The recent brush with Cyclone Oma turned into a bit of a fizzer, which was fortunate as my niece’s wedding was timed for the day it was supposed to hit. But the moderate amount of rainfall that the associated weather pattern caused was just what the gardener ordered for parched lawns and dry gardens.
The advent of cyclone season does cause a little nervousness, though. Here on the flat peat soils of Point Wells, we are susceptible to temporary surface flooding, particularly if there is a king tide. Other parts of northern Rodney can also flood, as long-time residents of Omaha, Whangaripo and Kaipara Flats all know well. In fact, given the right conditions, just about any property can flood. Water has an uncanny ability to find the lowest point or become dammed by some stray object.
With intense rain events becoming more common, property owners are well advised to be looking at drainage on their properties and the surrounds. Next time there is a decent amount of rain, grab your umbrella and gummies and head outside. Areas that are pooling in a moderate amount of rain may become flood issues when there is intense rain.
There are many methods of dealing with poor drainage and flooding. For example, gardeners can grow vegetables and even ornamentals in raised beds. I have all my gardens raised about 15-20cm above ground level. This avoids roots becoming waterlogged and oxygen deficient, which in turn helps the plants withstand winter cold stress and disease. In this situation my paths act as drains, and as the surface flooding drains away relatively quickly, this is not a problem.
Flat lawns, paths or driveways can be sloped slightly with a 1 to 2 per cent gradient so that water runs off. If this is not possible, then an alternative is to cut a swale alongside the lawn or path. Simply put, a swale is a very shallow drain that is usually still grassed. The angle of the cut can be so low that on casual inspection the area seems still flat, but the swale is enough for water to collect and move away.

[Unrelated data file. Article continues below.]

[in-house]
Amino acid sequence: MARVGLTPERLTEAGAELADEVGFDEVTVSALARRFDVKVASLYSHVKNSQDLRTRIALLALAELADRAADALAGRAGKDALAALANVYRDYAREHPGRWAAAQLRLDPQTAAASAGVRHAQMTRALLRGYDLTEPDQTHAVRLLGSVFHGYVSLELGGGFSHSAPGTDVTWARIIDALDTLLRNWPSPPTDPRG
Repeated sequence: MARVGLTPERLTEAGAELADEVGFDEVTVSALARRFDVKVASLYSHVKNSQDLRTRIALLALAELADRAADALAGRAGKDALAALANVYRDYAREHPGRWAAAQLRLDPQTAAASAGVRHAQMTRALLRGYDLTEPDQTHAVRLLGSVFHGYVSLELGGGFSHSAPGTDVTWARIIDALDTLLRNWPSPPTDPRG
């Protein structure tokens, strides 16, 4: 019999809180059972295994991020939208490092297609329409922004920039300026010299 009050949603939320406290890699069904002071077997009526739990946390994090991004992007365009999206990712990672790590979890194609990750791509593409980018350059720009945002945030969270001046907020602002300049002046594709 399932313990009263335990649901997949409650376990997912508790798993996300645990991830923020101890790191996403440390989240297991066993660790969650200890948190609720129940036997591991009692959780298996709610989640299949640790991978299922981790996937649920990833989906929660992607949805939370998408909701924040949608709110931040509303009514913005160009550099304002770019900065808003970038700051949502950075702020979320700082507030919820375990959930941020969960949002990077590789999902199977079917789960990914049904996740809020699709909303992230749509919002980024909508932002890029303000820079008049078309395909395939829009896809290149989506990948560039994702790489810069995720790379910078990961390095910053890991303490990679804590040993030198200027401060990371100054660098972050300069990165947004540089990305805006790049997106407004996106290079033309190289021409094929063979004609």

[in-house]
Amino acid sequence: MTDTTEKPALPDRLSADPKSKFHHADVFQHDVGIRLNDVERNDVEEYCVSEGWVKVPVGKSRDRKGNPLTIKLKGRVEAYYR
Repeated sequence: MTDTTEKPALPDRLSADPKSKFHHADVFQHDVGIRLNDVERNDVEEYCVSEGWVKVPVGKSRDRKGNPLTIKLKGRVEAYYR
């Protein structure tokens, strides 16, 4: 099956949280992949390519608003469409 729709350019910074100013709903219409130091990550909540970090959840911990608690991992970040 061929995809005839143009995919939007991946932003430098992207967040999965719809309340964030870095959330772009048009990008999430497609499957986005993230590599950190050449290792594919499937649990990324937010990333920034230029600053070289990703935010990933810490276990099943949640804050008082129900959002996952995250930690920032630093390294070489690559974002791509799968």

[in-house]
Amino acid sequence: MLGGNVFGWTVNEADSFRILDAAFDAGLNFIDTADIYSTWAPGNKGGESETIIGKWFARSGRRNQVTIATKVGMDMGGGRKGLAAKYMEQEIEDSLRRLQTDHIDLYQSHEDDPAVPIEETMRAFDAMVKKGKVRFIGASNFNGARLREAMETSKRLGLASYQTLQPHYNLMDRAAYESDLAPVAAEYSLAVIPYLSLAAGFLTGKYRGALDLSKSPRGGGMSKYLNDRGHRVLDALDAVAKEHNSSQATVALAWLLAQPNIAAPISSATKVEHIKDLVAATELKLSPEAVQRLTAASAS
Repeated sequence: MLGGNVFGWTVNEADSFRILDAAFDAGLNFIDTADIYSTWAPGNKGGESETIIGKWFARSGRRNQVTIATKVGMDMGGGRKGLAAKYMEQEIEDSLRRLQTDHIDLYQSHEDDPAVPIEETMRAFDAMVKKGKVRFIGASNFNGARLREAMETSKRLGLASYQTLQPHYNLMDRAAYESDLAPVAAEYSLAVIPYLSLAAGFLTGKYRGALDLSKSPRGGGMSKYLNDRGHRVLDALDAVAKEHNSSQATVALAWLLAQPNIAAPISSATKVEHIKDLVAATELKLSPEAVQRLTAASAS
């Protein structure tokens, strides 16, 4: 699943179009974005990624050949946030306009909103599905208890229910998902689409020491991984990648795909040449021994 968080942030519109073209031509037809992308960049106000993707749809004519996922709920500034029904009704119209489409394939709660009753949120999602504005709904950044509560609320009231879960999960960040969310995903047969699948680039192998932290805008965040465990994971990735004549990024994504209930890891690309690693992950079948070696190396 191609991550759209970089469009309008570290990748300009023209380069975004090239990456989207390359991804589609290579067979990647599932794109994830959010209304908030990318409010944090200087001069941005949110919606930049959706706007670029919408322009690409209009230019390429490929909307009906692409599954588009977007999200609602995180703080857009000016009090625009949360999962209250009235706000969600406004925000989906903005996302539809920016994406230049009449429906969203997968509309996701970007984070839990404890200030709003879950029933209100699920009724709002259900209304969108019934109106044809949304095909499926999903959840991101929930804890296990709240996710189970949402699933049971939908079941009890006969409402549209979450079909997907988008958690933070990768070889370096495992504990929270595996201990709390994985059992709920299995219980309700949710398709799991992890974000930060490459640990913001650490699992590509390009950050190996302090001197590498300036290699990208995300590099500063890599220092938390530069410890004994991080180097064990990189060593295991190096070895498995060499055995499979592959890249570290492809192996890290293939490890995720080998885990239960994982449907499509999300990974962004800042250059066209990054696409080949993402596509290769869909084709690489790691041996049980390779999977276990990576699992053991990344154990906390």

Sub-surface drains such as perforated PVC pipes, clay drainage tiles or gravel drains are very effective for combating soggy soils. These are typically laid a few centimetres below the soil surface at between 2 per cent or even up to 5 per cent gradient. Mesh ‘socks’ or geo-textile mats placed over the drain are helpful where soil or tree roots are likely to block the drain over time. Larger drainage volumes can be dealt with by bigger pipes, overlaid with gravel.
A surface drain is almost unbeatable at moving volume, although care needs to be taken in the design to ensure that there is enough slope, so standing water doesn’t attract mosquitoes and is safe for children. Commercially available surface drain channels with grate tops are relatively expensive, but very effective and relatively easy to install. A low-cost alternative, but much less attractive, is to just cut a drain into the ground with a digger or spade. However, this only works where the soil is stable enough to form a wall without collapsing.
Next time it rains heavily, it would be a good idea to also wander out onto the road (look both ways first!) and see how the neighbourhood drains are working. You might be surprised to see how much they can back-up. Perhaps they need re-digging or cleaning, or maybe they have been badly designed. A call, or several, to Council is a good idea to reduce the risk of this becoming the weak link in your drainage plan. If all else fails – the ducks will love it!